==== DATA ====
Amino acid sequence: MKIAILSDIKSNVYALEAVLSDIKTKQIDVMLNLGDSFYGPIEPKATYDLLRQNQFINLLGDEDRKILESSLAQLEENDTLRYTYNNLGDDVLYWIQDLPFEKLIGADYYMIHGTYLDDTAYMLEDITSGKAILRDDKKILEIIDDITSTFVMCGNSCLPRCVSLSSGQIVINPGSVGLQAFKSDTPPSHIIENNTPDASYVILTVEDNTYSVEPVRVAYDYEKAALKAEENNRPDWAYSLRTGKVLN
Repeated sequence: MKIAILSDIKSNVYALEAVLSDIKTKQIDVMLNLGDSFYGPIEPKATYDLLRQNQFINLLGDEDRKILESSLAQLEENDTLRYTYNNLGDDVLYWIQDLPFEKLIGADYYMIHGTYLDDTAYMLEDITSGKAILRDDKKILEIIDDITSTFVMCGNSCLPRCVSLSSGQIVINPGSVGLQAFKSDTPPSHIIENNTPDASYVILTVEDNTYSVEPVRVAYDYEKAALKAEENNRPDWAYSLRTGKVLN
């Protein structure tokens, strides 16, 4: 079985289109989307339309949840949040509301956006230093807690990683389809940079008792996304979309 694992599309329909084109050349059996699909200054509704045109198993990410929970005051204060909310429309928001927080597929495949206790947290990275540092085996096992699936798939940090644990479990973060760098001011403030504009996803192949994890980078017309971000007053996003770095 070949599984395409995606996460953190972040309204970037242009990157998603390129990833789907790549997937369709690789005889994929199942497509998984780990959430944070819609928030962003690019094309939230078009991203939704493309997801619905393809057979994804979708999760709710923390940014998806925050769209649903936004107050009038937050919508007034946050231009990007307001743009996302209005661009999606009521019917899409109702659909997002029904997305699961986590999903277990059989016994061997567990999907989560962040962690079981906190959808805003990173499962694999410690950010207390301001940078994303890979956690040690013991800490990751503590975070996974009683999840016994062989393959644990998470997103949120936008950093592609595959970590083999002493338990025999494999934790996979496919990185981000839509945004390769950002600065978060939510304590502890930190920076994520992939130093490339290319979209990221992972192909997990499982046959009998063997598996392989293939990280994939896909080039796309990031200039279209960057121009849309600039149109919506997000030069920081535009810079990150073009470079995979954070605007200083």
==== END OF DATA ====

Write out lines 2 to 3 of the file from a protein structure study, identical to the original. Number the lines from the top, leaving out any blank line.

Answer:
Repeated sequence: MKIAILSDIKSNVYALEAVLSDIKTKQIDVMLNLGDSFYGPIEPKATYDLLRQNQFINLLGDEDRKILESSLAQLEENDTLRYTYNNLGDDVLYWIQDLPFEKLIGADYYMIHGTYLDDTAYMLEDITSGKAILRDDKKILEIIDDITSTFVMCGNSCLPRCVSLSSGQIVINPGSVGLQAFKSDTPPSHIIENNTPDASYVILTVEDNTYSVEPVRVAYDYEKAALKAEENNRPDWAYSLRTGKVLN
């Protein structure tokens, strides 16, 4: 079985289109989307339309949840949040509301956006230093807690990683389809940079008792996304979309 694992599309329909084109050349059996699909200054509704045109198993990410929970005051204060909310429309928001927080597929495949206790947290990275540092085996096992699936798939940090644990479990973060760098001011403030504009996803192949994890980078017309971000007053996003770095 070949599984395409995606996460953190972040309204970037242009990157998603390129990833789907790549997937369709690789005889994929199942497509998984780990959430944070819609928030962003690019094309939230078009991203939704493309997801619905393809057979994804979708999760709710923390940014998806925050769209649903936004107050009038937050919508007034946050231009990007307001743009996302209005661009999606009521019917899409109702659909997002029904997305699961986590999903277990059989016994061997567990999907989560962040962690079981906190959808805003990173499962694999410690950010207390301001940078994303890979956690040690013991800490990751503590975070996974009683999840016994062989393959644990998470997103949120936008950093592609595959970590083999002493338990025999494999934790996979496919990185981000839509945004390769950002600065978060939510304590502890930190920076994520992939130093490339290319979209990221992972192909997990499982046959009998063997598996392989293939990280994939896909080039796309990031200039279209960057121009849309600039149109919506997000030069920081535009810079990150073009470079995979954070605007200083």